Lifestyle habits that affect physical capacity for competitive darts include:




Insufficient Rest and Sleep

Non-prescribed pharmaceuticals

Stress (Personal and/or financial)

Coaches should appreciate the adverse effect of these, even though they might rarely be able to induce players to change adverse habits.

Coaches should appreciate the effects of heat, insufficient hydration, tiredness, and should instruct players how to cope with and avoid ill effects from such conditions.

Mental Approach

The mental skills that can contribute to performance in darts are similar to those of value in everyday life. Most dart players have engaged in goal directed behavior in obtaining a job, a car, or a deposit on a house. So strategy of goal setting and related attributes such as self esteem, self confidence and drive or motivation are not new to them. Most players use their imagination during general reading, or when mentally rehearsing ways of overcoming daily problems. Many have discovered the value of controlled deep breathing and other techniques for moderating anxiety.

Competent performances in any sport demand optimum levels of concentration, physical and mental arousal. For darts, concentration should be relatively high, and arousal, at an optimum level. Players can achieve these states by practiced use of mental skills. They can learn these skills, but will not necessarily acquire them through experience. Darts coaches should teach players how to use mental skills, but obviously should first become competent in their use themselves. One very important application of mental rehearsal is the imaging of the execution of the throw and the subsequent hitting of the target aimed for.


Coaches should explain to pupils that errors may be beneficial to the learning process. Coaches should expect that early attempts at a new skill may be awkward as pupils give selective attention to the various limb movements that constitute the complete skill. With further practice, pupils develop motor programs. Their movements become smoother, more consistent, and require less conscious attention. Once players have developed an efficient and automatic style for delivering a dart, the value of practice is in exercising concentration and mental skills more than movement skills.

All practice should have predetermined goals. Individual practice is usually more valuable than practice with a partner. Practice with a partner usually becomes an impromptu singles game, which is usually at odds with practice goals.




Practice conditions should include:

A set programme to follow.

A performance goal

An outcome goal

A small improvement in the performance of a player can considerably increase the winning potential of a team or a side. Coaches might do well to remind teams that the outcome of many games is not so much which team played the better, as which team wasted fewer opportunities.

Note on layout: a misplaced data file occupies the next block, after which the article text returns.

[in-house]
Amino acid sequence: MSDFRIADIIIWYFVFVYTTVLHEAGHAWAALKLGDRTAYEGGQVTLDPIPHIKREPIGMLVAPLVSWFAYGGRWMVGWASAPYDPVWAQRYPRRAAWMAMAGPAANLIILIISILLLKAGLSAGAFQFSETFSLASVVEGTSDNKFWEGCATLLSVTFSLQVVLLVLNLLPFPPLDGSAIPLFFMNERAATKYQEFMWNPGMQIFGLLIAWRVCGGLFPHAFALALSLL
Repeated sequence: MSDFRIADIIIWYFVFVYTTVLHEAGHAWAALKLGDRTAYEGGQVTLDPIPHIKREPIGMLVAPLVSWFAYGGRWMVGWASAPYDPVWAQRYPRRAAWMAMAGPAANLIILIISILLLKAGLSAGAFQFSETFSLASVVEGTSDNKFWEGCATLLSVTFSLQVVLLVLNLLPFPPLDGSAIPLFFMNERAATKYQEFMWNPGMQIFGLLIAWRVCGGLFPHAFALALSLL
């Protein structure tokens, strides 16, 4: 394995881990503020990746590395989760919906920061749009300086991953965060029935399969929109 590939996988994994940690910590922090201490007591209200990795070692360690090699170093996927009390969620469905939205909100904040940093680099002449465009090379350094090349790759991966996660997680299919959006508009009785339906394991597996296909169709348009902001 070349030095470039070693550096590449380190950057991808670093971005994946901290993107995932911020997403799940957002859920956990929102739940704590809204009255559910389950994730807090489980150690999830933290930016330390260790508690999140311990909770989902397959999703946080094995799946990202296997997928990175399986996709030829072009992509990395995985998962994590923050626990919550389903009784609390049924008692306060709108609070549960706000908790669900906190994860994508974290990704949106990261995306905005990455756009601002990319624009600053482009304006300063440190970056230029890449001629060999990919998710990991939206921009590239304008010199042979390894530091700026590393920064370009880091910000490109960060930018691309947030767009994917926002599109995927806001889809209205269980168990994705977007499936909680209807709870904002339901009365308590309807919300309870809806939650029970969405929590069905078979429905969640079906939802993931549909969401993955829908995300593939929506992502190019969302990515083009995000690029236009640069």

Organisation is the process by which coaches review club coaching needs, plan a range of suitable programs and arrange the resources they need to present those programs when the opportunity emerges. Dart players can distinguish between coaches who are organised and those who are not. They tend not to patronise disorganised coaches. Organisation will include a system of record keeping to chart the progress of each pupil. Well-developed programs are essential to the effective coaching of groups players. Selected modules of such programs are invaluable for the coaching of individual players.

Setting program goals

Coaches should conduct every program with reference to clear objectives, which are essentially the skills that players should acquire. Any secondary objectives should be comparable with the primary objectives. The criteria for success should be readily apparent in the defined objectives. An example of a performance objective appears under the heading Documenting lesson plans. Definition of program objectives involves a similar form but a broader scope. Coaches should continue regular coaching of new players beyond the "first game" stage to continue the improvement in their knowledge and skill. A more complete program of coaching will give them a comprehensive understanding of the sport and may stimulate their motivation to excel. Their skills may not advance as quickly as their knowledge. However, when they encounter new tactical situations, at least they will be able to analyse them competently, even if their skills lack the refinement needed to make a successful response. Otherwise, once a coach completes an initial program players tend never to return for continuation coaching. Having learned the simple concepts and the easy skills in a methodical way, partly trained players then try to teach themselves the more complex skills and advanced concepts through "experience" or "trial and error".